Five minutes into “Ghost Rider: Spirit of Vengeance” (2011), it’s clear that this is a better movie than “Ghost Rider” (2007). A great car-and-motorcycle chase through the hills of Eastern Europe (where the film is shot) ends with Moreau (Idris Elba, doing a Marvel twofer that year with “Thor”) flying through the air over the side of a cliff, but delivering bullets to the enemy’s tires while falling to his apparent demise.
Working from a screenplay by returning writer David S. Goyer, Guillermo del Toro probably didn’t know it at the time, but he directs “Blade II” (2002) as a trial run for “The Strain,” his 2014-17 TV series. The creature effects are strikingly similar across both projects, namely the next strain of vampires. In “Blade II,” their human mouths open “Predator”-style, and in “The Strain,” they reveal tubes that can strike from a distance — “Alien”-style, to the extreme.
It’s perhaps strange that “Blade” (1998) became the first successful big-screen enterprise for Marvel Comics, considering that he’s not one of the A-list superheroes, and the saga’s blood and violence target a niche audience rather than a mass audience. On the other hand, similar to how Marvel tested the waters with “The Punisher” (1989), it makes sense to start cautiously before launching A-listers like the X-Men (who hit cinemas in 2000).
With “Shazam!” – the superhero answer to “Big,” starring Zachary Levi – hitting theaters April 5 and “Aquaman” available for rental March 26, it’s a good time to look back at the DC Extended Universe as it stands so far. While I admit the DCEU can’t hold a candle to the Marvel Cinematic Universe, which again owns the superhero calendar with three 2019 films, or even the in-flux X-Men Universe, I’m probably in the role of DCEU apologist in most conversations about superhero movies.
With “Gotham” returning for its final season this month, I’m looking back at past “Batman” projects from the perspective of someone who enjoyed “The Animated Series” as a kid and now enjoys “Gotham.” Next up is “The Dark Knight Rises” (2012).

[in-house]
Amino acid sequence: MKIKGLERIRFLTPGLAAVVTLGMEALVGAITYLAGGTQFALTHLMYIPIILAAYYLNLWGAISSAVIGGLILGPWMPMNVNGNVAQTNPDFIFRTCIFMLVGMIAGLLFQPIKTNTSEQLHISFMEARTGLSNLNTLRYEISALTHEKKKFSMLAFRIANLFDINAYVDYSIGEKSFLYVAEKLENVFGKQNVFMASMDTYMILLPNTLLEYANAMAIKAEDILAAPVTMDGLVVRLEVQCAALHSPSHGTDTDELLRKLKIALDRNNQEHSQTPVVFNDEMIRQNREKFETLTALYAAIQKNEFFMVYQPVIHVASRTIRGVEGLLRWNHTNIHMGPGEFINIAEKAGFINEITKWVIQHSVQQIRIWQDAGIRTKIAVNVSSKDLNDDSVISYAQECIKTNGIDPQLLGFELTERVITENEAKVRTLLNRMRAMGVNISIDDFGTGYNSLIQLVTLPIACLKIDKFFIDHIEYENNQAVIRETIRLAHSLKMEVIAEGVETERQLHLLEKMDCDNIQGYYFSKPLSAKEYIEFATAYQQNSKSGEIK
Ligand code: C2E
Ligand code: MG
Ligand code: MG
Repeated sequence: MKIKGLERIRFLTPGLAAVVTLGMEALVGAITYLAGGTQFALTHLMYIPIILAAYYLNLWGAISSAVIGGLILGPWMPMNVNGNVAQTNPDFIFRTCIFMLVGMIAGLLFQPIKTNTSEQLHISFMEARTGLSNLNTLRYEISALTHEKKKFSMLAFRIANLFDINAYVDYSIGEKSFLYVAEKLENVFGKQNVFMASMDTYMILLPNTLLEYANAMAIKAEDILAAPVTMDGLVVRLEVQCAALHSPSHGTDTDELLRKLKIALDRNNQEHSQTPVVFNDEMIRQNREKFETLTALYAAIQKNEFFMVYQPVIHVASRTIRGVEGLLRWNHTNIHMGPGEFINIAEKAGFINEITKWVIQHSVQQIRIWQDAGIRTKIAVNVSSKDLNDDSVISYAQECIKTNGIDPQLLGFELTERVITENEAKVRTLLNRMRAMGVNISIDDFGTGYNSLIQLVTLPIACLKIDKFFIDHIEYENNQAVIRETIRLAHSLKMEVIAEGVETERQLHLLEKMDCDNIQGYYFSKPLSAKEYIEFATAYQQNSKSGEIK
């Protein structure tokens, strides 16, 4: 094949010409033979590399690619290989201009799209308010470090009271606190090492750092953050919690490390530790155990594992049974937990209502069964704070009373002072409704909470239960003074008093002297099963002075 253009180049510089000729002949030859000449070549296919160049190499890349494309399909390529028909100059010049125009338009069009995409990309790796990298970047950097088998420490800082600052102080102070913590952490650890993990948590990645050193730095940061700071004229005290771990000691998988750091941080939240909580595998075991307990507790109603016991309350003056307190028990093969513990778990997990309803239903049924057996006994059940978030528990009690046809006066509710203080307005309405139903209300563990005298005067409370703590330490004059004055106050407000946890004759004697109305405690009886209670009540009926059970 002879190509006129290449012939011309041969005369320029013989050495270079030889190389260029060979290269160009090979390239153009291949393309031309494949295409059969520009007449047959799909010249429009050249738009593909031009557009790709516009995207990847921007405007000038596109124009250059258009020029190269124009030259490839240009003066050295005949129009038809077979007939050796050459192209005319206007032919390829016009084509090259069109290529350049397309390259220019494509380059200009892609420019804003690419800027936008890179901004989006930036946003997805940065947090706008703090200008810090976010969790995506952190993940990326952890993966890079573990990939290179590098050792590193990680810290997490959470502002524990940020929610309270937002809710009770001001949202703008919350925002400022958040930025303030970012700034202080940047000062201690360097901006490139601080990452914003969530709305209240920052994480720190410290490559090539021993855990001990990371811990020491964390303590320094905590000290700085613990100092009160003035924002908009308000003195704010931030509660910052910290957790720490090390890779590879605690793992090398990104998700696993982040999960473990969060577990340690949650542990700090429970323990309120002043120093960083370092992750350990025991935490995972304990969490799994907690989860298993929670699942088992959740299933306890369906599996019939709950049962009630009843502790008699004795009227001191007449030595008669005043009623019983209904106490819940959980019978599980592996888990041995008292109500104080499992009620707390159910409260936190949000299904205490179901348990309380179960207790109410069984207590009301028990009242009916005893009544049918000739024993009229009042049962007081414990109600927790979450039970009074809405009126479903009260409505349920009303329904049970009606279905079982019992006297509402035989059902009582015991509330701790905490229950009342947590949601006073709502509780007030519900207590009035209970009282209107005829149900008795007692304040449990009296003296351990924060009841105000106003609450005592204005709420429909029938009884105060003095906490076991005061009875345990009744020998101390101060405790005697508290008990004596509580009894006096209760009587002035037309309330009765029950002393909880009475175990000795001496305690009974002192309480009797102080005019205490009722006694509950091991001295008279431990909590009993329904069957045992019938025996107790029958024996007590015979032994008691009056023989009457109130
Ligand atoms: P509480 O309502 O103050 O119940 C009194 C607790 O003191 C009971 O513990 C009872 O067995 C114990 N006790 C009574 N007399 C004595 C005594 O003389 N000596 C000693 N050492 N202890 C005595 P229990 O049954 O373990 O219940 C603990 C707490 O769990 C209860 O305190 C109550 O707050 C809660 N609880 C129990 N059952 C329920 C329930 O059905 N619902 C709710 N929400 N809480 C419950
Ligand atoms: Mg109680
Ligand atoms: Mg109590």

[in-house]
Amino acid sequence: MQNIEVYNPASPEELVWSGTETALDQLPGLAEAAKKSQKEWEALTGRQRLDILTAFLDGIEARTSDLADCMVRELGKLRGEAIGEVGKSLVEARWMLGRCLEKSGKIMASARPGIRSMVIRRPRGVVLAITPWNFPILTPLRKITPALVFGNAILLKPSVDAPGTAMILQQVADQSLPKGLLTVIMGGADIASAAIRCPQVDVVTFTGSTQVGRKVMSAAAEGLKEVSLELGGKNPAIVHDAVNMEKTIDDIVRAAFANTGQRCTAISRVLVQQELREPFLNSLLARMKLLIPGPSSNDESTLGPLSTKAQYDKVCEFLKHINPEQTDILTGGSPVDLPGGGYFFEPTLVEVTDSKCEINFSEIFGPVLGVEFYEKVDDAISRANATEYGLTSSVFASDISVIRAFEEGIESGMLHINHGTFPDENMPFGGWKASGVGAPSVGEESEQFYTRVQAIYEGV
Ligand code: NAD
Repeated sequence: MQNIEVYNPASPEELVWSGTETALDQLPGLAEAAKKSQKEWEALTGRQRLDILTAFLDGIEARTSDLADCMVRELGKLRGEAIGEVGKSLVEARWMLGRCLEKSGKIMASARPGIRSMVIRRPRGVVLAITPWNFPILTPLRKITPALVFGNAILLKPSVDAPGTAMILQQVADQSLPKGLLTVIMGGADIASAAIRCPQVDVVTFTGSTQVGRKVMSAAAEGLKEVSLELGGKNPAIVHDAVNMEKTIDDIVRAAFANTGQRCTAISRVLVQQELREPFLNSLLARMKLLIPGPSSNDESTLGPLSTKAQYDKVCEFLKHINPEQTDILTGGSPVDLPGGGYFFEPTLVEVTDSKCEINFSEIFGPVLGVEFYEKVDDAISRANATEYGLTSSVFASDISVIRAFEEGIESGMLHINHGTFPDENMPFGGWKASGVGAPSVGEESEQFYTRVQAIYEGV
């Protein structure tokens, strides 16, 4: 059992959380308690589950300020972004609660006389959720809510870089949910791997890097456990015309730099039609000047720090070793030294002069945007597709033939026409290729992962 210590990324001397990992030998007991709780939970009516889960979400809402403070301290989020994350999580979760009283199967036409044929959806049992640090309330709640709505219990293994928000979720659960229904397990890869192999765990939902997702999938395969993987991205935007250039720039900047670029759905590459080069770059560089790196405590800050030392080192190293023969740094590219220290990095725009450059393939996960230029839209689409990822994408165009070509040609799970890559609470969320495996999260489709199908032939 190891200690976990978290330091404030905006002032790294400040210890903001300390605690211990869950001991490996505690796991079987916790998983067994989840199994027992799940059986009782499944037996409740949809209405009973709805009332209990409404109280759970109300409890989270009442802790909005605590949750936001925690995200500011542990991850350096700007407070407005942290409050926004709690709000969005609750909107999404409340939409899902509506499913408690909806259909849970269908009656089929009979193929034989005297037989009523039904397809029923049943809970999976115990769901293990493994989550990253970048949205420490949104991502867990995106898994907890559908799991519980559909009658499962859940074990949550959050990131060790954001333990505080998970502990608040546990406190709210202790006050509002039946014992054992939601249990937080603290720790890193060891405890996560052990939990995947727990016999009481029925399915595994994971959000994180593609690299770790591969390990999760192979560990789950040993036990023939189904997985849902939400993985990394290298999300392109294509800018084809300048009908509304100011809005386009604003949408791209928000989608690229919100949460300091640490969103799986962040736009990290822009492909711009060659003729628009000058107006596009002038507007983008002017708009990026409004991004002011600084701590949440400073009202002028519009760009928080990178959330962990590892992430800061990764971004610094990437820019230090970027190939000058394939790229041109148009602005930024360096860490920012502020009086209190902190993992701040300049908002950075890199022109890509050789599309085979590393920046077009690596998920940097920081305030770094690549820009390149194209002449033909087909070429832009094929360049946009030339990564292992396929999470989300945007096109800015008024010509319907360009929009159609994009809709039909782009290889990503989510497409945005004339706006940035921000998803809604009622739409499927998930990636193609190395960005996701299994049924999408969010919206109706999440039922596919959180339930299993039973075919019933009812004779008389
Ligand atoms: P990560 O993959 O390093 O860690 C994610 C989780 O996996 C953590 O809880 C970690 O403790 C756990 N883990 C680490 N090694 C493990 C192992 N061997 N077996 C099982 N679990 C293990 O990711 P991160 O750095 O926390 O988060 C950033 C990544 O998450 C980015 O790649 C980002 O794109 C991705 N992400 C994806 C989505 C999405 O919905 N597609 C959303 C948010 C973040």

With “Gotham” returning for its final season this month, I’m looking back at past “Batman” projects from the perspective of someone who enjoyed “The Animated Series” as a kid and now enjoys “Gotham.” Next up is “The Dark Knight” (2008).
With “Gotham” returning for its final season this month, I’m looking back at past “Batman” projects from the perspective of someone who enjoyed “The Animated Series” as a kid and now enjoys “Gotham.” Next up is “Batman Begins” (2005).
Dark City” (1998) perhaps came out just before the window when it would’ve been a mainstream smash, since “The Matrix” achieved that status one year later. But it has always had cult appeal, starting with Roger Ebert’s famous championing of the film; it was his No. 1 pick for 1998, one of only two sci-fi pictures to earn that honor from him (2002’s “Minority Report” is the other).
If you watched the opening segment of “Superman: The Movie” (or “Man of Steel”) on Krypton (or Krypt’n, as Marlon Brando would say) and weren’t among the 95 percent of the audience thinking “C’mon, just get to the Superman part,” “Krypton” (10 p.m. Eastern Wednesdays on Syfy) is for you. The latest “Superman” project luxuriates in the ice planet, the peasant-class underground and the brutal maneuverings within the sparse governmental palace corridors – all while teasing a Superman connection that’s much further away than in the aforementioned films.
Now a franchise of five films with the addition of “Justice League” this week, the DC Extended Universe launched in 2013 with “Man of Steel.” Written by the Dark Knight Trilogy’s David S. Goyer and Christopher Nolan and directed by “Watchmen’s” Zack Snyder, “Man of Steel” attempts to balance everything we love about Superman with a fresh examination of his character and place in the world. Every subsequent DCEU film – despite having a variety of writers and directors — has followed that formula, to varying degrees of success. Here are three things that have become trademarks of the saga, for better or worse: